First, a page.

So, my plea is to fathers of teenage boys. It is up to YOU to teach your son the appropriate way to treat girls. It is up to YOU to teach your son how to treat a girl in a dating relationship. It is up to YOU to teach your son how to restrain his sexuality, and to protect and preserve the purity of girls around them.

I write this out of desperation, out of frustration, and out of anger for how boys have treated my daughters, boys in the school and in the church. I feel helpless and sad for them that this is the world I have brought them into. A world where a majority of teenage boys are selfish at best and predators at worst.

 

To Date or Not To Date

Just when you think you know what you are doing as a parent. Just when you think “I’ve got this.” Just when you think you are a decent parent, your kids start dating. Then everything you thought you knew goes out the window. And you start over from square one.

Should we let our teenagers date? How old is old enough?

Kids in this country often start dating at such as young age. Kids are “dating” in middle school and even elementary. And by high school, they are playing house.

American culture has defined dating for teenagers as kissing, having sex, and using the word “babe” after every sentence. They try to act like they are practically married. It’s scary that this is the “norm.”

The emphasis of dating is on the physical not the relational or the spiritual.

A girl should get so lost in God, that a guy has to seek Him to find her.
~John Piper, Desiring God

There are two reasons why teenagers shouldn’t date in high school.

First, the obvious reason of teens and sex. It is hard to think of how many years my girls have before they will likely marry. If they get married at the same age I did, it will be in eight to ten years. That is a long time not to have sex in this culture.

Unless you live under a rock you probably know that most teens are having sex. And that includes those in the church. A significant number of kids from Christian households are growing up and deciding to have sex before marriage.

“80 percent of unmarried evangelical young adults (18 to 29) said that they have had sex.” ~John Blake, CNN, “Why young Christians aren’t waiting anymore”

We are such a sex crazed nation. We have so perverted sex that it doesn’t seem to even resemble what God designed it to be. How do you come back from that? Is there any hope for our kids to remain pure?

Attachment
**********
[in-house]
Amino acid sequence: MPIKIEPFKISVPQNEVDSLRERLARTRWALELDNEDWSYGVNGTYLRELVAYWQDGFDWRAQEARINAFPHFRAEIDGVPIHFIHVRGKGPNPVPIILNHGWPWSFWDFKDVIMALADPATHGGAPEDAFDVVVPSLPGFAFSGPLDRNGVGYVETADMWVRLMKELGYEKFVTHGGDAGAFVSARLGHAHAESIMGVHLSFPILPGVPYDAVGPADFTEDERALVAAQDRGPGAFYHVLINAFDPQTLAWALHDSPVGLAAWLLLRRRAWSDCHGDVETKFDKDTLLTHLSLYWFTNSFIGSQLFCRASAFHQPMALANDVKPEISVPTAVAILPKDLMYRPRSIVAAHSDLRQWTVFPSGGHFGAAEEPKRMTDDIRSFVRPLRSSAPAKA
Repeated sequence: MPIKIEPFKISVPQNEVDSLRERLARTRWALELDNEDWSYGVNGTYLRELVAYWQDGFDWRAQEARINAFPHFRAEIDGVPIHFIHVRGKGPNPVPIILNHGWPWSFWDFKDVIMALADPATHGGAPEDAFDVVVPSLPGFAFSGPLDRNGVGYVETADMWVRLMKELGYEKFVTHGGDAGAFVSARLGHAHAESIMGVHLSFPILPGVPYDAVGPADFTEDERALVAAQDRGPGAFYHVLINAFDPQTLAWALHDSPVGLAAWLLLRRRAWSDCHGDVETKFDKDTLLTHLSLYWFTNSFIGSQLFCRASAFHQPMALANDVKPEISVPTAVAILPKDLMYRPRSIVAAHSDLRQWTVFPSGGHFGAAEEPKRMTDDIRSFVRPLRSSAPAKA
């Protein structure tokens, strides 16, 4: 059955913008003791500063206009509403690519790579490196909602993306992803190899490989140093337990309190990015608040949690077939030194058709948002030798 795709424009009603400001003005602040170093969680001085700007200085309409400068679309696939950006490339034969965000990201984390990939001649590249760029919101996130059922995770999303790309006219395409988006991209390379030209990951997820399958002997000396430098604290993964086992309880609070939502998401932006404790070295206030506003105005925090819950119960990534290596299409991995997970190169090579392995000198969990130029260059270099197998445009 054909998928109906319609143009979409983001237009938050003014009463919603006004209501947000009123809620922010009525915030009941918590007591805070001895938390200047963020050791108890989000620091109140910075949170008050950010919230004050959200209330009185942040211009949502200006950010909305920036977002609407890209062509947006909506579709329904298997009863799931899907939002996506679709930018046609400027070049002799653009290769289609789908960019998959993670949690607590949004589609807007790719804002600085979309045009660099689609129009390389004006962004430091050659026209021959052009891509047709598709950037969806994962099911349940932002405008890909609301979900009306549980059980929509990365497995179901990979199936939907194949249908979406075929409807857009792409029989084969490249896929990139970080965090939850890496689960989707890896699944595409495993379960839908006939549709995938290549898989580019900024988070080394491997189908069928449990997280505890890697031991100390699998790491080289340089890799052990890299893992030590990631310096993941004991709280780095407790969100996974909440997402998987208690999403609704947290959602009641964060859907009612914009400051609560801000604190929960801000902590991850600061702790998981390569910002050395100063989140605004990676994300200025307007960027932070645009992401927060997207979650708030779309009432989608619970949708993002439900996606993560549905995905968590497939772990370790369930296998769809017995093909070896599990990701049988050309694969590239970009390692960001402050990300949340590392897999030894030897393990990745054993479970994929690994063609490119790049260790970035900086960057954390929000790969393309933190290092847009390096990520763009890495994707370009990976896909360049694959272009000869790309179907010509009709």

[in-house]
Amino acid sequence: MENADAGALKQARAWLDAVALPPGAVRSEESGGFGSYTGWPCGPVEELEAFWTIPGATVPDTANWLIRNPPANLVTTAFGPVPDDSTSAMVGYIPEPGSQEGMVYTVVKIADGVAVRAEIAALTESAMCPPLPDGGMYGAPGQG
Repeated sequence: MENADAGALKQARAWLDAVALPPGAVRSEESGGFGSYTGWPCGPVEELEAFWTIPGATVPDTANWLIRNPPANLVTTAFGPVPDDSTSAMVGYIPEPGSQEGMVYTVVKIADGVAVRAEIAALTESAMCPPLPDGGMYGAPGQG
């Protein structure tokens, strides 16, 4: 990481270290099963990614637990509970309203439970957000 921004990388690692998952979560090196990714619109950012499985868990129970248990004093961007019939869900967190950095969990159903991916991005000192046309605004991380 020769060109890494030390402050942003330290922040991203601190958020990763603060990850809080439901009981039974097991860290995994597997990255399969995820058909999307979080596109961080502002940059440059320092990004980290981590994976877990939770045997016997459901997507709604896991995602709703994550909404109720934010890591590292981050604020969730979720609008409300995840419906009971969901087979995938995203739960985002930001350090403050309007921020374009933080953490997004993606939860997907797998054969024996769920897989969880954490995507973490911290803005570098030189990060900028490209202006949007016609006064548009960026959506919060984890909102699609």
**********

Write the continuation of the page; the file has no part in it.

Promise me, O women of Jerusalem, not to awaken love until the time is right.  Song of Solomon 8:4

If our kids awaken love at an early age, they may do things that they will later regret.

Second, we shouldn’t let our teenagers date in high school because it takes their focus off of God, family and school. Our kids’ jobs as teenagers is to love and obey God and His Son Jesus, to love their family, and to learn a skill or trade (go to school!). That’s pretty much it!

Same sex friends and church are also an important part of our teenagers’ lives. They need to be learning how to love others and participate in a community.

Anything else is pretty much a distraction at their age.

However, each parent has to decide what is best for their kids and their family. You know your teen. If you don’t let them date, are they likely to withdraw from you and sneak around? Or, will they be upset at first, but basically obey you? We should consider these things when making our decision.

We must weigh the risk of a breakdown of communication with our kids. Fostering open communication with our teenagers is crucial. Parenting teens requires a delicate balance. It is like walking a tightrope over a very deep canyon. If you get it wrong, you can fall to your death.

I am not saying that we should parent out of fear. However, very few of the issues parents face with teenagers are black and white.

Sometimes I miss the days when my girls were little and right and wrong was clear and obvious. I was an awesome parent then! But now I realize, even though young parents are physically exhausted and don’t have much time for themselves, it is much easier to know what to do. My husband and I have faced so many gray areas in our parenting lately that we have forgotten what black and white look like! It’s mentally and emotionally exhausting.

I am in no way judging parents who do let their kids date in high school. We did. However, I am realizing that the ideal would have been for our kids to have waited to date. That would have been the ideal.

However, how much of life is ideal? Not much, I find. Especially in parenting teenagers in America in 2017! We do the very best we can, and realize that we are not perfect parents. I am not even close!

Ultimately, only God knows what twists and turns our kids will make on their way to the cross.

But, we can pray, and teach them that there isn’t anything that can separate them from the love of God. And that there is nothing they can do to earn, or lose, the grace that has been freely given to them.

A man 2,000 years ago hung on a cross, bloodied and beaten, for your kids and mine. Their sins have been redeemed by the blood of the lamb. That is all the hope we need.


Kim Kurtz is writing a book called, Pouring In: Instilling a Personal, Passionate, and Permanent Faith in the Next Generation, due to come out this fall. A majority of Christian kids leave the faith after they leave home. She explores why this is happening and what Christian parents can do differently to change the outcome for their kids.